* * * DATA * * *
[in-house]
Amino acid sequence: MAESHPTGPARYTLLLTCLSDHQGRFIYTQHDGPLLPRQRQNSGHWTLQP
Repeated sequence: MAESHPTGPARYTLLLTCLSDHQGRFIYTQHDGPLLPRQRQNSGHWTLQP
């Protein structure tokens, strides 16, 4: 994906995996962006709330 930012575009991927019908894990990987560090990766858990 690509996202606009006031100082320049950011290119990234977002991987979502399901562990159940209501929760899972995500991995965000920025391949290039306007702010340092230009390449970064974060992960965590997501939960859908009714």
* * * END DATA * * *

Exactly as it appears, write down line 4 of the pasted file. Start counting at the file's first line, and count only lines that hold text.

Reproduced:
């Protein structure tokens, strides 16, 4: 994906995996962006709330 930012575009991927019908894990990987560090990766858990 690509996202606009006031100082320049950011290119990234977002991987979502399901562990159940209501929760899972995500991995965000920025391949290039306007702010340092230009390449970064974060992960965590997501939960859908009714």